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People v. Charles Schwab & Co., Inc.

Supreme Court of New York, First Department

August 27, 2013

The People of the State of New York by Andrew W. Cuomo, etc., Plaintiff-Appellant,
Charles Schwab & Co., Inc., Defendant-Respondent.

Eric T. Schneiderman, Attorney General, New York (Brian A. Sutherland of counsel), for appellant.

Quinn Emanuel Urquhart & Sullivan, LLP, New York (Faith E. Gay of counsel), for respondent.

Andrias, J.P., Friedman, DeGrasse, Freedman, JJ.

Appeal from order, Supreme Court, New York County (O. Peter Sherwood, J.), entered October 31, 2011, which granted defendant's motion to dismiss the complaint pursuant to CPLR 3211 (a)(7), deemed appeal from judgment, same court and Justice, entered April 4, 2012, dismissing the complaint, and, so considered, said judgment unanimously modified, on the law, to deny the motion as to the second and third causes of action insofar as they are based upon conduct that took place prior to September 5, 2007, and otherwise affirmed, without costs.

This is an enforcement action brought by the Attorney General under the Martin Act (General Business Law art 23-A) and General Business Law § 349 as well as Executive Law § 63(12). The Martin Act causes of action are based on General Business Law § 352-c(1)(a), which, where applicable, prohibits fraud, concealment, suppression or false pretense, and General Business Law § 352-c(1)(c), which prohibits false representations or statements to induce or promote the issuance, purchase or sale of securities within or from the State. It is alleged in the complaint that defendant, Charles Schwab & Co., Inc. (Schwab), a registered securities broker-dealer, engaged in fraudulent and deceptive conduct in the sale of auction rate securities (ARS) to the investing public. The Attorney General asserts that Schwab misrepresented ARS to its customers as safe, liquid investments while concealing the fact that they were complex financial instruments with significant, inherent and increasing liquidity risks.

An explanation of the Attorney General's claims requires a description of the ARS market, which is set forth in the complaint as follows:

"17. Auction rate securities are long-term bonds issued by municipalities, corporations and student loan companies, or perpetual equity instruments issued by closed end mutual funds, which pay variable interest rates that reset periodically through a bidding process known as a Dutch auction. The auctions also serve as the mechanism by which auction rate securities are bought and sold.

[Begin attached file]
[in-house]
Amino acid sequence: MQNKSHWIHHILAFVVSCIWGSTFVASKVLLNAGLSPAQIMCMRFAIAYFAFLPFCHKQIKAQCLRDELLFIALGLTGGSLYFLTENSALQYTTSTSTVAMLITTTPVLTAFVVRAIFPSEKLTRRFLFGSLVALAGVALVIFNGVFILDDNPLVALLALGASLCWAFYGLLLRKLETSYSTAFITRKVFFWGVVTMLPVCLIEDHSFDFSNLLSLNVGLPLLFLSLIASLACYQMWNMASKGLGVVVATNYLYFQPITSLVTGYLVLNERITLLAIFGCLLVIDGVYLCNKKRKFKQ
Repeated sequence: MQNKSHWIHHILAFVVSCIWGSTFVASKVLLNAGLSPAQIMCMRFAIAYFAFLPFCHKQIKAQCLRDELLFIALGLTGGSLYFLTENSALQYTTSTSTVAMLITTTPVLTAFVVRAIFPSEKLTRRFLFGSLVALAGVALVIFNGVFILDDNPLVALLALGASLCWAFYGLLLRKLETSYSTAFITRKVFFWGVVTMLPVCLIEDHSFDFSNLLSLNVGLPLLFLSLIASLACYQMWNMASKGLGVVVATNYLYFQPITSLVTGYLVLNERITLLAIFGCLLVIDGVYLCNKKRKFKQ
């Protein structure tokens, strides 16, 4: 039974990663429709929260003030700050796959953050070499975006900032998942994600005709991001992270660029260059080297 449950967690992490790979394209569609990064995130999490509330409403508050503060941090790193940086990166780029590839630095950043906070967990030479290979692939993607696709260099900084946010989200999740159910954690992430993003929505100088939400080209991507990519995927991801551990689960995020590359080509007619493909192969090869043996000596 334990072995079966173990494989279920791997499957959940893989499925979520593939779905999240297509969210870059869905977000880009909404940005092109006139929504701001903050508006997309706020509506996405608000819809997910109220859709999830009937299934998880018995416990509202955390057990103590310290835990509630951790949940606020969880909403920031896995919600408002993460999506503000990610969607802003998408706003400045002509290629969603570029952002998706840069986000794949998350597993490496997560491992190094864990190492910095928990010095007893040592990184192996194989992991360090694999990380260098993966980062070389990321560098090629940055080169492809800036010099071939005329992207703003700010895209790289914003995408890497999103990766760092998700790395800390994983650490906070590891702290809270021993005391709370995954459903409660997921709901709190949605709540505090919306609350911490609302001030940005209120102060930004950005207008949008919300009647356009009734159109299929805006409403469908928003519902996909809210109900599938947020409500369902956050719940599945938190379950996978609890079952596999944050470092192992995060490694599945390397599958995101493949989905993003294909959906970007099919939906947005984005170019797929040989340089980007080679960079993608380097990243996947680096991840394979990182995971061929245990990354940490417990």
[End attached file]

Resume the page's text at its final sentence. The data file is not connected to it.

"18. At a Dutch auction, bidders generally state the number of auction rate securities they wish to purchase and the minimum interest rate they are willing to accept. Bids are ranked, from lowest to highest, according to the minimum interest rate specified by each bidder. The lowest interest rate required to sell all of the auction rate securities available at auction, known as the clearing rate, ' becomes the rate payable to all holders of that particular security until the next auction. Depending on the structure of the auction rate security specified in the offering documents, auctions are typically held every 7, 28 or 35 days.
"19. When there are an insufficient number [ sic ] of buyers participating in an auction to purchase all of the securities being offered for sale, the auction fails' and typically no orders to buy or sell are fulfilled. As auction rate securities can only be bought or sold when auctions clear, the most immediate and obvious consequence of an auction failure is that current holders of that issue of auction rate securities are unable to sell their holdings, and suffer a loss of liquidity. If auctions fail repeatedly, investors are left with no option but to hold the securities to maturity - potentially as long as 30 years, or in the case of auction rate preferred securities, perpetually - with no ability to access their money.
"20. During the period when auctions are not clearing, investors are paid a default rate of interest, called a fail rate, ' which is specified in the origination documents.
"21. Until February 2008, underwriter broker-dealers generally supported the auction rate securities market by systematically purchasing auction rate securities into their own inventories in order to make up for shortfalls in natural demand that would have, in the absence of such support, caused the auctions for those securities to fail. These proprietary bids placed by the underwriter broker-dealers for their own accounts were known as support bids.'
"22. The underwriter broker-dealers were under no legal obligation to place such support bids, and could refrain from doing so at any time in their sole discretion." [1]